This isn’t to imply that green hydrogen produced in Namibia can’t be useful. The country is reliant on South Africa for urea fertilizer, but it may be able to produce it itself to meet the needs of the country’s agriculture-based economy, which accounts for 9% of GDP. Fertilizer, unlike hydrogen, requires a large amount of hydrogen and is straightforward to disperse once generated. That’s one of the reasons why my forecast for hydrogen demand is bearish, with demand declining over the next few decades.

Another simple analysis that takes into consideration the physics, engineering, and prices concludes that hydrogen is not an economically viable energy storage option for our future decarbonized economy. Hand-waving, ignorance, pure #hopium, or downright larceny underpin all of the schemes offering to generate hydrogen where sunlight and wind are abundant and inexpensive, then ship it to where energy is consumed.

1 m3 of natural gas equals how many kWh?

The stages of multiplication and division can be consolidated into a single step. This simplification implies that your property’s volume correction factors and calorific values are both constant at 1.02264 and 40. As a result, the calculation is simplified as follows.

What does m3 mean on a gas meter?

This meter counts gas consumption in cubic metres (m3) and typically shows five digits, a decimal point, and then additional numbers. Near the readout on digital gas meters, the units ‘M3? will be displayed.

To read the meter, write down the first five numbers, including any zeros, from left to right. Any numbers after the decimal point or space, which may also be highlighted in red, should be ignored.

What is the current price of natural gas?

The Henry Hub Natural Gas Spot Price is a unit of measurement for the price of 1 million Btu of natural gas in US dollars. When there was a major scarcity of natural gas in February of 2003, the price of natural gas skyrocketed. Within a month, the price of natural gas jumped from $5.58 to $18.48.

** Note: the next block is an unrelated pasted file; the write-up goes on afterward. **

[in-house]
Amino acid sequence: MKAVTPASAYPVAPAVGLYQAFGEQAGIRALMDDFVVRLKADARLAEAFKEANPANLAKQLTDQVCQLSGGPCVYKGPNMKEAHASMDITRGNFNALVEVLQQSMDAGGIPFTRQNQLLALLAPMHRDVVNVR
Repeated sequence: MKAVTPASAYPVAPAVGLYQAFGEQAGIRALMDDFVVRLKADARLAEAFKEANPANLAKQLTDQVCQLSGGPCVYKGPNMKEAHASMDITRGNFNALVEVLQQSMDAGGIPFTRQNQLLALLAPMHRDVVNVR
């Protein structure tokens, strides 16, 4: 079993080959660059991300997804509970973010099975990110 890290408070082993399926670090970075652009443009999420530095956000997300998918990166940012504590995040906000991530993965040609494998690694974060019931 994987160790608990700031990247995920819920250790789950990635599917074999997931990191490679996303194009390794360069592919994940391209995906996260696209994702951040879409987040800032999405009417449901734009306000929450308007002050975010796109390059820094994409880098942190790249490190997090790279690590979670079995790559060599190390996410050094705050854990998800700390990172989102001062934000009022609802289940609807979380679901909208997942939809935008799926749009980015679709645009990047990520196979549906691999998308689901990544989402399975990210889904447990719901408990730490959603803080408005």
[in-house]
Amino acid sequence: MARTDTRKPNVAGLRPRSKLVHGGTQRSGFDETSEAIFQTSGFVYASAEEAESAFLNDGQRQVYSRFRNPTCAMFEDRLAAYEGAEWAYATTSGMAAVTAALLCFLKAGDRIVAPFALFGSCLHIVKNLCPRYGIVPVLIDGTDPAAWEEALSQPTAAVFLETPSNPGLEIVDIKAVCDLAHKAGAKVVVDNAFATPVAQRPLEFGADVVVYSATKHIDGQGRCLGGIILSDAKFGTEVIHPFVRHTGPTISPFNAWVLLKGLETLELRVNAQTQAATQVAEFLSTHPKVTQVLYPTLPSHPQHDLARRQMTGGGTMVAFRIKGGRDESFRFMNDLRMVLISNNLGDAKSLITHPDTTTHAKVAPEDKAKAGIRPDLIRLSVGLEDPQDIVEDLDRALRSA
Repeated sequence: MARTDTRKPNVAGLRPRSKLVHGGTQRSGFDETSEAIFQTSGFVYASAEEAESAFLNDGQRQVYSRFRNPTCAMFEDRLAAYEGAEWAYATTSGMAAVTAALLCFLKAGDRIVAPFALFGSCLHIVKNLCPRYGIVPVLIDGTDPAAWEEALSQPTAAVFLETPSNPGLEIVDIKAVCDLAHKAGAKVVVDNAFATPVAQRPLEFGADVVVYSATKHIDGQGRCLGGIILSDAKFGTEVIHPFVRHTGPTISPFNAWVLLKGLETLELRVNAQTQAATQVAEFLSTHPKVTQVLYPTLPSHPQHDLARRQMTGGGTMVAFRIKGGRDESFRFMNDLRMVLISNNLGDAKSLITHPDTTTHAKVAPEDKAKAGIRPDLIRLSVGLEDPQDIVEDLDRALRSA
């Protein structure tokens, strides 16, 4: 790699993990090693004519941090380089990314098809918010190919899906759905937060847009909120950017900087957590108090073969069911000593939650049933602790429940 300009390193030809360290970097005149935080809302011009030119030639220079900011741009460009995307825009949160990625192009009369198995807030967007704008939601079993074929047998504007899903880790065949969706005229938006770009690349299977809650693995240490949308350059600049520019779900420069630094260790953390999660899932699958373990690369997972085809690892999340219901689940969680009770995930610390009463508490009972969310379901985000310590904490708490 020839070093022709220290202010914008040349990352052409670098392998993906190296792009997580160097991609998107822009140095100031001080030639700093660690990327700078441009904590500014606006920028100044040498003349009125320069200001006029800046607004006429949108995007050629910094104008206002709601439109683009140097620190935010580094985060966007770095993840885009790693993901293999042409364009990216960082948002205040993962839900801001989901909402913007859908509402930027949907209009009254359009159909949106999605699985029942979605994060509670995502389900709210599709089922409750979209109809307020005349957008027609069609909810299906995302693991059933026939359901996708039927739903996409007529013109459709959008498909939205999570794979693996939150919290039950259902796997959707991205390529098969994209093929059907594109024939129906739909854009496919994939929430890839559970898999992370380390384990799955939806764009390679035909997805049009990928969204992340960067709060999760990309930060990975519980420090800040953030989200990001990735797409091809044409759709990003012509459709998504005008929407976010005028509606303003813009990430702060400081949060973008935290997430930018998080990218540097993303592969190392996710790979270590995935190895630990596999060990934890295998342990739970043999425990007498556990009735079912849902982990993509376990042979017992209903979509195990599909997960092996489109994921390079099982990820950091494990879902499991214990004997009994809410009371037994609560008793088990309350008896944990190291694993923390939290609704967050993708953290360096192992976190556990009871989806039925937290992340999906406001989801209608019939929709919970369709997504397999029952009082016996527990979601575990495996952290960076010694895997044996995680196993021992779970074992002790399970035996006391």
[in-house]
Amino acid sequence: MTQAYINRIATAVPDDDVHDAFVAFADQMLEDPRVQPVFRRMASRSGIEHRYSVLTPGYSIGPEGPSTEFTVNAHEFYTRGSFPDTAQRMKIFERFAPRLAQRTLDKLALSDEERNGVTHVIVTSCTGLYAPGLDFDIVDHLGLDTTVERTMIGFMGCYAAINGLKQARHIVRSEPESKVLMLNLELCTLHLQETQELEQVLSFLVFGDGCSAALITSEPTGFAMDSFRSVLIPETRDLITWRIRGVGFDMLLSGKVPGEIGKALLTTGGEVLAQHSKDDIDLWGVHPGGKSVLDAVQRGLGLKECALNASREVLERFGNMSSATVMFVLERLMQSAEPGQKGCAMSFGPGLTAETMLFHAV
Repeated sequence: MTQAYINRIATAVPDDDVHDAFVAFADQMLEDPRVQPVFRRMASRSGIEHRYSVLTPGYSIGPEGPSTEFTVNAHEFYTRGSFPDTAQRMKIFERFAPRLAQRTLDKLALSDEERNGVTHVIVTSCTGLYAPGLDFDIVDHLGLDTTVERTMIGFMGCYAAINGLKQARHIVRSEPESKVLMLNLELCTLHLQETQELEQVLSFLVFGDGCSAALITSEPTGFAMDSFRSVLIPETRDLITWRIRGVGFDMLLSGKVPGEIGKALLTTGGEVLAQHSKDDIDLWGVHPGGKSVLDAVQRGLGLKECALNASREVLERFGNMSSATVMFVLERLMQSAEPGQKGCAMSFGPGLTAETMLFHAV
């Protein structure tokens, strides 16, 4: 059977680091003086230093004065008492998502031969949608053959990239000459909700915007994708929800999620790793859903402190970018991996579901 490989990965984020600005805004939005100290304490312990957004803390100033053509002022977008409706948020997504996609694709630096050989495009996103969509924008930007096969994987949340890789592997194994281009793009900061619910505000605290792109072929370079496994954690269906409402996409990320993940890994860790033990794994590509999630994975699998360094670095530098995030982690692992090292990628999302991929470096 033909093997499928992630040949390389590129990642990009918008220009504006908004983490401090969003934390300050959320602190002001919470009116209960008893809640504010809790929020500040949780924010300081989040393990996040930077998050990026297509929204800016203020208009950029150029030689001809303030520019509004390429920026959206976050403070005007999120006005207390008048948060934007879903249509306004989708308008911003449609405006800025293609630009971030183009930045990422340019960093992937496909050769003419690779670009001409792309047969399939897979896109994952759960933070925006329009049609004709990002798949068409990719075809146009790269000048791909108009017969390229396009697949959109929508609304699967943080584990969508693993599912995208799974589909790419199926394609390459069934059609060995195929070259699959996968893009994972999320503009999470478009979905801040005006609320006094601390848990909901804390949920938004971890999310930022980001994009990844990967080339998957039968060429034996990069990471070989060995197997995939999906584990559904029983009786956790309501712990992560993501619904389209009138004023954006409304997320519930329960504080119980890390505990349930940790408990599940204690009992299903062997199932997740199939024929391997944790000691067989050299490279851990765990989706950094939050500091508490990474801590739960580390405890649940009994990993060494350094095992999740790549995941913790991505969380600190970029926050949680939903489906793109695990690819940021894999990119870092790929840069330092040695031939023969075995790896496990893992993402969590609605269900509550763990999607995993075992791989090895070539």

The Henry Hub Natural Gas Spot Price is now at $8.87, up from $8.16 the previous market day and $2.78 a year ago.

This is an increase of 8.70 percent from the previous trading day and a year ago of 219.1 percent.

What is the source of natural gas’s high cost?

The current price increase is being driven by a decrease in the amount of natural gas held in storage in the United States. According to the US Energy Department, gas in storage was 17% below its five-year average this week. Commodity traders, however, reacted this week to forecasts of hotter weather in the Southwest. Hot weather raises gas prices by increasing demand for air conditioning.

“Weather has the ability to shift these values drastically up and down,” Molchanov said. “If it’s a really hot summer, the price goes up; if it’s a very cold winter, the price goes up.”

How are natural gas bills calculated?

The cubic foot is a popular unit of measurement for natural gas, and you’ll be paid in thousands of cubic feet (MCF) or hundreds of cubic feet (CCF). You could also be charged by the therm, which is roughly equivalent to a CCF or 100 cubic feet. The utility sets a meter between the incoming electric power or gas lines and the point of distribution at the house to monitor how much electricity or gas you consume.